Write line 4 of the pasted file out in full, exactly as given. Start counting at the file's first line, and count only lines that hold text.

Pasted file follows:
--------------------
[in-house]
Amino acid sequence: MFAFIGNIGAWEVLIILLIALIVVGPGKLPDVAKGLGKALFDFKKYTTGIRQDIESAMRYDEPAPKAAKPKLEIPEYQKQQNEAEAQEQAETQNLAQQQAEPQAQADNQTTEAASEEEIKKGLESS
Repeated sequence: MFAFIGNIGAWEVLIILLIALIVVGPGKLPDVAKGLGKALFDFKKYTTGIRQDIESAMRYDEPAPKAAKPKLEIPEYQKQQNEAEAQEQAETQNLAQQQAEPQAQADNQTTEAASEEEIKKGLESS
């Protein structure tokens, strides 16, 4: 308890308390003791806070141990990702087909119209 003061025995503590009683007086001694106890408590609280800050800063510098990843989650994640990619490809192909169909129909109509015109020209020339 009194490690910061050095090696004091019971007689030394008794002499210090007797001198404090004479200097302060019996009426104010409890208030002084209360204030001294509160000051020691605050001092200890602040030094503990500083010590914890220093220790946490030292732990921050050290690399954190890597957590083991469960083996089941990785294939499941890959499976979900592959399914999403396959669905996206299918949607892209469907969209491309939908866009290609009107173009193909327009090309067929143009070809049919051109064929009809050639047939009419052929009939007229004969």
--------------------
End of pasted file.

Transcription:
């Protein structure tokens, strides 16, 4: 308890308390003791806070141990990702087909119209 003061025995503590009683007086001694106890408590609280800050800063510098990843989650994640990619490809192909169909129909109509015109020209020339 009194490690910061050095090696004091019971007689030394008794002499210090007797001198404090004479200097302060019996009426104010409890208030002084209360204030001294509160000051020691605050001092200890602040030094503990500083010590914890220093220790946490030292732990921050050290690399954190890597957590083991469960083996089941990785294939499941890959499976979900592959399914999403396959669905996206299918949607892209469907969209491309939908866009290609009107173009193909327009090309067929143009070809049919051109064929009809050639047939009419052929009939007229004969």